jueves, 19 de enero de 2017

gnu parallel as a queuing system

This post is about a gnu parallel, a tool I recently discovered, and I'm starting to use a bit more every day.

At its core, it's a command to multiple commands in parallel, but it has many many different options to customize how the paralelization is done, notifications, and other configs. Take a look at the official tutorial or the man page, which contain a wealth of info and examples.

Let's get SICP videos

The use case I have today is to use it as a simple queuing system. I just want processes to start when I have a new job for them.  The task at hand is to download all sicp lectures, at one download at a time (don't want to hog the network).

First of all, we notice the pattern of the links:

  1. http://www.archive.org/download/MIT_Structure_of_Computer_Programs_1986/lec1a.mp4
  2. http://www.archive.org/download/MIT_Structure_of_Computer_Programs_1986/lec1b.mp4
  3. http://www.archive.org/download/MIT_Structure_of_Computer_Programs_1986/lec2a.mp4 
  4. http://www.archive.org/download/MIT_Structure_of_Computer_Programs_1986/lec2b.mp4 

We notice the pattern, right? Let's craft some generator for the filenames.


 perl -e 'for(1..15){for $i (('a','b')){print "wget http://www.archive.org/download/MIT_Structure_of_Computer_Programs_1986/lec$_$i.mp4\n"}}' >sicp.list


After we generated the file, we're going to run the command in the following way:

cat sicp.lisp | parallel -j1 --tmux

this makes parallel run one after the other, and just putting the outputs of each job in a tmux tab.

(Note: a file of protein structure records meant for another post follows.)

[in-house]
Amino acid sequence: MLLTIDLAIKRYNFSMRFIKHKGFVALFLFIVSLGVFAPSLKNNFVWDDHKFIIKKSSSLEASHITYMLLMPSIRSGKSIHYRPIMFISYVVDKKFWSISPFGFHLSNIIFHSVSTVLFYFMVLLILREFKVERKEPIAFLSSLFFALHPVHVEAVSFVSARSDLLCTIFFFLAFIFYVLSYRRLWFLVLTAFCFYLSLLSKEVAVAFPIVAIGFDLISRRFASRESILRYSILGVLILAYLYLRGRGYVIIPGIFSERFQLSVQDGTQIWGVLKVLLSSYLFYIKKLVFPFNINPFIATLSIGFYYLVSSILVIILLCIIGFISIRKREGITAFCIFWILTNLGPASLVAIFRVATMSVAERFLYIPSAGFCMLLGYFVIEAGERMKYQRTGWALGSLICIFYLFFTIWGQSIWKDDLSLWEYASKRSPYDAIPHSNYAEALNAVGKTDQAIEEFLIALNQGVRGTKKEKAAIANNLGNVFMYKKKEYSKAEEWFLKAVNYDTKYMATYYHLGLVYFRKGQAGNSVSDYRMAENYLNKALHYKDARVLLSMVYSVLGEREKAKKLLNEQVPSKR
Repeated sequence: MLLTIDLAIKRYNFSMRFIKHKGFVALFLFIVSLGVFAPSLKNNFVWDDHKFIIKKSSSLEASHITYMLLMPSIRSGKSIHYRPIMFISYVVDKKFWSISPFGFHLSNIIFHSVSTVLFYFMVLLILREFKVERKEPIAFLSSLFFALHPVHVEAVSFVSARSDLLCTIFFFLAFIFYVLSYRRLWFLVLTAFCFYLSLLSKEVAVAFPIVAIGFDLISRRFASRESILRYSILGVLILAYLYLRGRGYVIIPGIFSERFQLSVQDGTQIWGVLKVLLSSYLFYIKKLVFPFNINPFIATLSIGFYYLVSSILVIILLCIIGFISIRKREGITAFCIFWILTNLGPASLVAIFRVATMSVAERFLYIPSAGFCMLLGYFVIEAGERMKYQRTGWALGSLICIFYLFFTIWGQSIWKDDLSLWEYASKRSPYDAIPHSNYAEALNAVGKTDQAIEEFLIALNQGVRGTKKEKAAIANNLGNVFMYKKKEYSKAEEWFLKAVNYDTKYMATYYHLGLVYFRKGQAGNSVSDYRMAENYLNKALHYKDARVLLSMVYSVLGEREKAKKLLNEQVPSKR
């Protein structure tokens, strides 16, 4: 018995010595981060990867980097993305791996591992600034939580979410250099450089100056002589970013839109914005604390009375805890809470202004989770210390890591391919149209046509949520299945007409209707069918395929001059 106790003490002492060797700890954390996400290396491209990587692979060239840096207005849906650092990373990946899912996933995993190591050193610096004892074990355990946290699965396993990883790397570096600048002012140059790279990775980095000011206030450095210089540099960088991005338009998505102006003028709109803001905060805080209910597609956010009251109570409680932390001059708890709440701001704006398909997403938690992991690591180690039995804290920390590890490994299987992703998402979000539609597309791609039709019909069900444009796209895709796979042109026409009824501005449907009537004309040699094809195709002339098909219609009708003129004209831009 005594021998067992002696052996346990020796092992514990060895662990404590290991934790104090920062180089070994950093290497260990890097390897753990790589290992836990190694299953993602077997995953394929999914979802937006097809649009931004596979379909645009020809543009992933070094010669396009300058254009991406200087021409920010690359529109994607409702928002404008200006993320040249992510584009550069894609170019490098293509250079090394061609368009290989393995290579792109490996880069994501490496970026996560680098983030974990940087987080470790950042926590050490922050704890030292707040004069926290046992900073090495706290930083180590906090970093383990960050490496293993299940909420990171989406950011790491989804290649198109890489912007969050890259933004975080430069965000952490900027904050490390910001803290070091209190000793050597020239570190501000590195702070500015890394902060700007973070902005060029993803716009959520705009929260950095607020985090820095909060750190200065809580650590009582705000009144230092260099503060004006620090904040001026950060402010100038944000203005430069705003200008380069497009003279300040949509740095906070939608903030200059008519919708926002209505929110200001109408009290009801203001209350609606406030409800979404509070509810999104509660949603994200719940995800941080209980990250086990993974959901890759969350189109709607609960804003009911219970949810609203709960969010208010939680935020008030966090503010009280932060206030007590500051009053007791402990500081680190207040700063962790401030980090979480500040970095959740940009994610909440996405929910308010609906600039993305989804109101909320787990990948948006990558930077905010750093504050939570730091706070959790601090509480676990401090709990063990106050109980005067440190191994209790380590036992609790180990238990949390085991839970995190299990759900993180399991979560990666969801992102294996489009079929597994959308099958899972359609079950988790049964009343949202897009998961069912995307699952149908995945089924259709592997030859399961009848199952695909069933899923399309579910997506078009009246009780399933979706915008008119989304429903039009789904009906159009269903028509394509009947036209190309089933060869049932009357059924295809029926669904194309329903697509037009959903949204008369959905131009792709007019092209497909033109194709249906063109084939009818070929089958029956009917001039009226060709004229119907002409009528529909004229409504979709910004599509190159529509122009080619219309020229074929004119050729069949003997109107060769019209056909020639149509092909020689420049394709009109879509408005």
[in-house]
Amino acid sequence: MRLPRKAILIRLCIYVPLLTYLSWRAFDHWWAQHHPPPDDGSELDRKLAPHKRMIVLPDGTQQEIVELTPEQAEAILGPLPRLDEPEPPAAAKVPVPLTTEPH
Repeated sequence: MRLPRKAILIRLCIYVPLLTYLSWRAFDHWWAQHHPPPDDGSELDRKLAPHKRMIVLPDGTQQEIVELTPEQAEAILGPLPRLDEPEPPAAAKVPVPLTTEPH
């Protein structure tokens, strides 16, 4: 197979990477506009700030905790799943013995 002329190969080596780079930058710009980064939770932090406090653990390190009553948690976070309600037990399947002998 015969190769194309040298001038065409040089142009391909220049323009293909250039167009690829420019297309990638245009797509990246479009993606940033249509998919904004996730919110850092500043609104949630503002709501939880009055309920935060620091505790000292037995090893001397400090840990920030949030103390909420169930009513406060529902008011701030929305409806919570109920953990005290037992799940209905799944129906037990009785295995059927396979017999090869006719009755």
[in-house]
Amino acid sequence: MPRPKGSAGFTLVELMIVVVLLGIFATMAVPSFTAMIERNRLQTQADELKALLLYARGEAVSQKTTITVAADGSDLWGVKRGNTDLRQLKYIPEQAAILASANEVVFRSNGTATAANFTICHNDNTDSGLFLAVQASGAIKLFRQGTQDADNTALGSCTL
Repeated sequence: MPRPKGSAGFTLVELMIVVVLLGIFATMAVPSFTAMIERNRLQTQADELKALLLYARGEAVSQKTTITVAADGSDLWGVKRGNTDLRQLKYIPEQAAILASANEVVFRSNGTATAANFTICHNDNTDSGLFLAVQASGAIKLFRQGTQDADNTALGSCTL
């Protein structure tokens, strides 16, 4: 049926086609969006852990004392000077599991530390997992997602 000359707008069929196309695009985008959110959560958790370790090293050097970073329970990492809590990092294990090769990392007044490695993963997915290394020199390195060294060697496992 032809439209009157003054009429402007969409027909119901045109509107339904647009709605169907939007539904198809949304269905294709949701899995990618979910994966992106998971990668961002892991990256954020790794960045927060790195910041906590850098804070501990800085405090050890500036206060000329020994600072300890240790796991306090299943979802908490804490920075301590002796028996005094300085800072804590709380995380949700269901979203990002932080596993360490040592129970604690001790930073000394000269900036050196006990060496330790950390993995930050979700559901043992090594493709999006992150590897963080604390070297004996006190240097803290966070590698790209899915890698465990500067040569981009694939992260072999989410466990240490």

B, b, but.... what's the point of all this?

Ok, we didn't use parallel for anything useful, we could have run the list as a shellscript, and be happy.   The idea is that we can use this simple mechanism to treat the file as a job queue, that waits for new incomming jobs and then processes them.  Beware, it has very little logging, and you can't do very sophisticated error recovery (see --resume-failed), so it's NOT a replacement for resque/sidekiq/etc...  In fact, I'd love to see something like a suckless queuing system based on parallel and bash.

So, here's the command to use this tool as a queuing system.

touch joblist; tail -f joblist | parallel --tmux 

Then, add lines to the joblist for them to be executed. It's a very easy plumbing task:

echo "sleep 10" >joblist

tail -f works as our event loop, waiting for new tasks to come, and it will pass the tasks to parallel, that will apply the job contention depending on the number of jobs you configure it to run in parallel.

I've just scratched the surface of what parallel is able to do. Do some searching around, and take a look at the man and tutorial to get a grasp of what this amazing gnu tool is able to do.  Taco Bell programming at its best!

References

Here I'm pasting some useful refs (appart from the ones already mentioned). 

martes, 20 de diciembre de 2016

How to replace procrastination by a list of parsing techniques

Here's a very nice Wadler's paper with quite simple ideas to get you through a way of parsing which I guess predates monads, and monadic parser combinators.

How to replace failure by a list of successes.

Seeing it after playing with SMUG (Common Lisp Monadic parser combinator lib), watching MJD's Higher Order Parsing techniques with perl, and re-reading his parsing chapter definitely helped a lot to make all that fuzzy knowledge settle a bit.

Unfortunatelly, I'm not using any parsing technique very often, but I like to read about all those crazy parsing techniques. (See META: Pragmatic parsing in Common Lisp for another one (inspired by Val Schorre's no-words-to-describe-how-enlightening-is-it META-II)).

Joining the monad party



Ok, so I won't try to explain what is a monad, or where is it used, mainly because I'm not sure I know the answers to these questions, but I'm just going to list some links that seemed to make sense (more or less) at some point. I think 'programmable semicolons' is a very nice way to put it.

- http://homepages.inf.ed.ac.uk/wadler/papers/marktoberdorf/baastad.pdf